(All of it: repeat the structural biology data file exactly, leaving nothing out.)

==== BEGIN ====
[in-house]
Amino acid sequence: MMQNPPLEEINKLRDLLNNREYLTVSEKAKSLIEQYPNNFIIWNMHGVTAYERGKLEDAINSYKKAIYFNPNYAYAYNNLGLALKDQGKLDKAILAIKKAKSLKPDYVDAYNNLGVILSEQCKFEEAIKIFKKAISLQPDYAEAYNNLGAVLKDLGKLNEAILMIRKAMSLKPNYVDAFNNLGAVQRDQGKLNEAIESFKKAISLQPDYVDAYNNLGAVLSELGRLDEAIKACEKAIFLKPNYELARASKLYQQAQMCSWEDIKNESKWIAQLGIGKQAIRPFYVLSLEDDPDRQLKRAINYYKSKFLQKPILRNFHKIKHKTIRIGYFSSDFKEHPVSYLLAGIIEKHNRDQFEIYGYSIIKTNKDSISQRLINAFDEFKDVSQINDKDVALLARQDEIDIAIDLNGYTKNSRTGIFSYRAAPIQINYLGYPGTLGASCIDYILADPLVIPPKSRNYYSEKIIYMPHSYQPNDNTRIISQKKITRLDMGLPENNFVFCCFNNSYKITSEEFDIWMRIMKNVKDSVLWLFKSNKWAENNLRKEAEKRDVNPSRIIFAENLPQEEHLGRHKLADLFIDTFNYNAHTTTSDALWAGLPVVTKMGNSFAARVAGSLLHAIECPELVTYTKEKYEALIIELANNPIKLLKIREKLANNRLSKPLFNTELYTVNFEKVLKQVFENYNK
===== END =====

[in-house]
Amino acid sequence: MMQNPPLEEINKLRDLLNNREYLTVSEKAKSLIEQYPNNFIIWNMHGVTAYERGKLEDAINSYKKAIYFNPNYAYAYNNLGLALKDQGKLDKAILAIKKAKSLKPDYVDAYNNLGVILSEQCKFEEAIKIFKKAISLQPDYAEAYNNLGAVLKDLGKLNEAILMIRKAMSLKPNYVDAFNNLGAVQRDQGKLNEAIESFKKAISLQPDYVDAYNNLGAVLSELGRLDEAIKACEKAIFLKPNYELARASKLYQQAQMCSWEDIKNESKWIAQLGIGKQAIRPFYVLSLEDDPDRQLKRAINYYKSKFLQKPILRNFHKIKHKTIRIGYFSSDFKEHPVSYLLAGIIEKHNRDQFEIYGYSIIKTNKDSISQRLINAFDEFKDVSQINDKDVALLARQDEIDIAIDLNGYTKNSRTGIFSYRAAPIQINYLGYPGTLGASCIDYILADPLVIPPKSRNYYSEKIIYMPHSYQPNDNTRIISQKKITRLDMGLPENNFVFCCFNNSYKITSEEFDIWMRIMKNVKDSVLWLFKSNKWAENNLRKEAEKRDVNPSRIIFAENLPQEEHLGRHKLADLFIDTFNYNAHTTTSDALWAGLPVVTKMGNSFAARVAGSLLHAIECPELVTYTKEKYEALIIELANNPIKLLKIREKLANNRLSKPLFNTELYTVNFEKVLKQVFENYNK